Fifty Shades Of Brown

, , , | Related | July 24, 2017

(My mother is singing a children’s song to my four-year-old nephew. My nephew is bi-racial, black and white; I am super pale white.)

Mom: *singing* “God loves all the children of the world, black, yellow, red, and white.”

Nephew: *stops my mom singing with a frown* “Wait, Grandma! There is no such thing as red children! Or yellow or white. There is only brown!”

(He says this so matter-of-factly that mom can’t help but laugh.)

Mom: “Is that so? Then what color is your mom?” *his mom is black*

Nephew: “She’s just brown. I’m light brown. Uncle [Name] is dark brown.”

Mom: *thinking she’s got him now* “What about Aunt [My Name]?”

Nephew: *considers this for a moment* “Aunty is light light light light LIGHT brown.”

(He’s got the world figured out.)

Now You’ve Really Put Your Foot In It

, , , , | Related | July 24, 2017

(I have just gotten home from working a twelve hour shift and am about to lie down and go to sleep when my older sister barges in, screaming.)

Older Sister: “[My Name], get to the garden NOW! Mom and [Younger Sister] need your help!”

(Tired and confused, I walk outside and find my mom freaking out and my younger sister sitting on the hill beside the garden.)

Me: “Uh… what’s going on?”

Younger Sister: “My foot got stuck in a hole.”

(I look down, and sure enough her left leg is stuck in a muddy hole up to her knee.)

Me: “How did that happen?”

Younger Sister: “I think this was from where Dad tore down that old greenhouse.”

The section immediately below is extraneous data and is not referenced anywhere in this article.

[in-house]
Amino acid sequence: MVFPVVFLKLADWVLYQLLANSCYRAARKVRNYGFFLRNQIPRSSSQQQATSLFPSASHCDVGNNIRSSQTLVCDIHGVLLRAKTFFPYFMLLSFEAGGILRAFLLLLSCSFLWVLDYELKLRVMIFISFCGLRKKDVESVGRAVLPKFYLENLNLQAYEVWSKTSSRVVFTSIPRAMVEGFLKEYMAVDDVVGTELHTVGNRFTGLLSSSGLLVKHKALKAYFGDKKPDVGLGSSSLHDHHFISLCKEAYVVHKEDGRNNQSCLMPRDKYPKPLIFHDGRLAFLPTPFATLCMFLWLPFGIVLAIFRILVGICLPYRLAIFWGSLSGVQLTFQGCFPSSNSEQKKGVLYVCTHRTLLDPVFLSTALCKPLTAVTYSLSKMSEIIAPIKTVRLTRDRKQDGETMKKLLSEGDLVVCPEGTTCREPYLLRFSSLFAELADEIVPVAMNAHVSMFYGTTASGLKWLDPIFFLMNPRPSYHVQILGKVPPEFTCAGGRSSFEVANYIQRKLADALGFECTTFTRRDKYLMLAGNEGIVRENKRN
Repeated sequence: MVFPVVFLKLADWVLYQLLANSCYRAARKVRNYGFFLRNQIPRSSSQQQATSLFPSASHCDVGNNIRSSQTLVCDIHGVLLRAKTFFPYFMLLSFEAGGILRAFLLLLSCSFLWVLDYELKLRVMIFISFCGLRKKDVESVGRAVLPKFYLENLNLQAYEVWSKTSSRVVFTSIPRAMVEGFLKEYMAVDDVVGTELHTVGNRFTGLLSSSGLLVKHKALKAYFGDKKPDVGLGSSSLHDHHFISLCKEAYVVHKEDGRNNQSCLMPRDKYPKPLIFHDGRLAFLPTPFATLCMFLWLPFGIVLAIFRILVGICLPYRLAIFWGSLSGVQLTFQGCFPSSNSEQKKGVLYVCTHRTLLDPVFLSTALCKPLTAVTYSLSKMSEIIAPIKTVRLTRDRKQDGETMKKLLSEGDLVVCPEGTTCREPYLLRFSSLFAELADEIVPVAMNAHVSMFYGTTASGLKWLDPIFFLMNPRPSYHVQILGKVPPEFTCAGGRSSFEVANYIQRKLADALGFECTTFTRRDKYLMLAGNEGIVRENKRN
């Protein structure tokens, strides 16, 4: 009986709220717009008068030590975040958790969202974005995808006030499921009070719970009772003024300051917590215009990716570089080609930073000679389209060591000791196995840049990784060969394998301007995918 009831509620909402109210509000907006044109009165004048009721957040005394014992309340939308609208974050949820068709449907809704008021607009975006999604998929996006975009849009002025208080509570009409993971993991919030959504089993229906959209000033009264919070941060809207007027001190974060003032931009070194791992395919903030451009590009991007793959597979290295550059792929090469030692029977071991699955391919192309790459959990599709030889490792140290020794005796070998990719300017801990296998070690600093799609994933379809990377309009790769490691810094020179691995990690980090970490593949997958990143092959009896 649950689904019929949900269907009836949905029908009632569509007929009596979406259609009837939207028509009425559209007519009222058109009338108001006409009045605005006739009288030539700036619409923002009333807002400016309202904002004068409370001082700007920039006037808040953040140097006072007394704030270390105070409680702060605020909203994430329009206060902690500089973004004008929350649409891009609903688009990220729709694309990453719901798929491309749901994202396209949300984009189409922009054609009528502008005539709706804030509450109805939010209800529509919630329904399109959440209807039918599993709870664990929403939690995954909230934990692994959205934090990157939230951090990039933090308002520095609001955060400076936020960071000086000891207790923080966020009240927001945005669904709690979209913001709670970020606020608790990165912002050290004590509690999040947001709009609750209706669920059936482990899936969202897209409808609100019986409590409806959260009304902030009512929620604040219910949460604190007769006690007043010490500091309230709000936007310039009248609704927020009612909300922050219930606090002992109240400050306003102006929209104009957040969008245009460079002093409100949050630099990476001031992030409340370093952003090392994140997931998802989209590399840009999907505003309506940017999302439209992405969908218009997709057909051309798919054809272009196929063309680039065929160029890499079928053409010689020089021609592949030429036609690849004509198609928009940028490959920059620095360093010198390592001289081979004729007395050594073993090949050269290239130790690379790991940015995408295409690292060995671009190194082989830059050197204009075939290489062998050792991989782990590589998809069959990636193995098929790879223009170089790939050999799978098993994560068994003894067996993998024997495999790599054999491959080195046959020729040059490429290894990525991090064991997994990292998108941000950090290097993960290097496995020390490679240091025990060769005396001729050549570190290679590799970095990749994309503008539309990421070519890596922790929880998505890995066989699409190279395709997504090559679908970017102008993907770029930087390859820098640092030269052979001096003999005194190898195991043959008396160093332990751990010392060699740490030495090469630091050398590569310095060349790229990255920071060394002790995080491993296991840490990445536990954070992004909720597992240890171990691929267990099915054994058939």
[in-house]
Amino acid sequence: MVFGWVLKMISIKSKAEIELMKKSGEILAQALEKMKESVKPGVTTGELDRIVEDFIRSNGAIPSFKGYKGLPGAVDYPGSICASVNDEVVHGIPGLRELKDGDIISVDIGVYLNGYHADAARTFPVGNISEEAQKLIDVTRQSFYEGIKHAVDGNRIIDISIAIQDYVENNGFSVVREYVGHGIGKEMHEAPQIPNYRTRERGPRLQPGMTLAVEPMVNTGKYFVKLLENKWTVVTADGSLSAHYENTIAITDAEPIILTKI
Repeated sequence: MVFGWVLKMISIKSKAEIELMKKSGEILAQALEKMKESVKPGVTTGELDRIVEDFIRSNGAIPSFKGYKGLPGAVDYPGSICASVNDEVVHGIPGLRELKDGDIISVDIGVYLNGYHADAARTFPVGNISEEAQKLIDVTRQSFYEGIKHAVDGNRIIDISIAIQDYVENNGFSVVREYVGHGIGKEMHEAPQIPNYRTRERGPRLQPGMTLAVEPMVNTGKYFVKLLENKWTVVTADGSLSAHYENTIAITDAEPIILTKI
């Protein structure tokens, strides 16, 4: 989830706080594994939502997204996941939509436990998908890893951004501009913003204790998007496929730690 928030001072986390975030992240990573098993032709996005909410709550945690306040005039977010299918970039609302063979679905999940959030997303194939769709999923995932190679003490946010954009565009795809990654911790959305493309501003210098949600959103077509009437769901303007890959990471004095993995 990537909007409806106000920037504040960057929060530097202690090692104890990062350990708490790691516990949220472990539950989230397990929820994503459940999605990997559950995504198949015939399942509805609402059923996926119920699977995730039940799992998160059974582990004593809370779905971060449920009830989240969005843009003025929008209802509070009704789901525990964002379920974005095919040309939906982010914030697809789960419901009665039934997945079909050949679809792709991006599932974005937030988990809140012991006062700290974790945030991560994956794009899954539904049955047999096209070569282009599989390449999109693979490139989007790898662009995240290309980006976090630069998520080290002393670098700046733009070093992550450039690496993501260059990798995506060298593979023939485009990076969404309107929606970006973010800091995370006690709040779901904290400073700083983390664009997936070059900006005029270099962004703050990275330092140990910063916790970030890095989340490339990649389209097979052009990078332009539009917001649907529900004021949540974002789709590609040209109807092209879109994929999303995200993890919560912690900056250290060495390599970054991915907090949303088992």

Mom: “CALL 911!”

(I shook my head and headed over the tool shed to grab a shovel. It took roughly ten minutes to dig my sister’s foot out, all while repeatedly telling my Mom “no, we do not need the fire department.” I was not going to cut off my sister’s foot with the shovel all while my older sister paced behind us nervously — and while my younger sister was laughing her head off.)

All Manner Of Craziness

, , , , | Related | July 24, 2017

(I’m at a family dinner, for the holiday seasons. We are all at the table, ready to eat, when I notice onions in my plate. I hate them, but resign to just pick them out and pass them to my father and uncles who will gladly take extra. My cousin, 13 years old, who’s sitting beside me, notices and decides to comment. I’m 19 years old.)

Cousin: “[My Name], what are you doing?”

Me: “I don’t like onions; I’m taking them out.”

Cousin: *cringe* “I don’t like them, too, but my parents showed me manners!” *she then proceeds to hold her breath in an attempt to numb the taste and forces herself to eat some*

(Truth be told, parenting never was a strong point in this family. I pretty much raised myself up but I always have had a love for education, etiquette, and protocol — which the rest of the family loathes. So, no one cares about “proper manners,” and she’s really only imposing it on herself. I don’t reply, thinking if it makes her feel great, why not? But, soon enough, I can see the struggle. She looks pretty green, has to take a pause to breathe in and out before taking a bite, and is clearly getting a gag reflex.)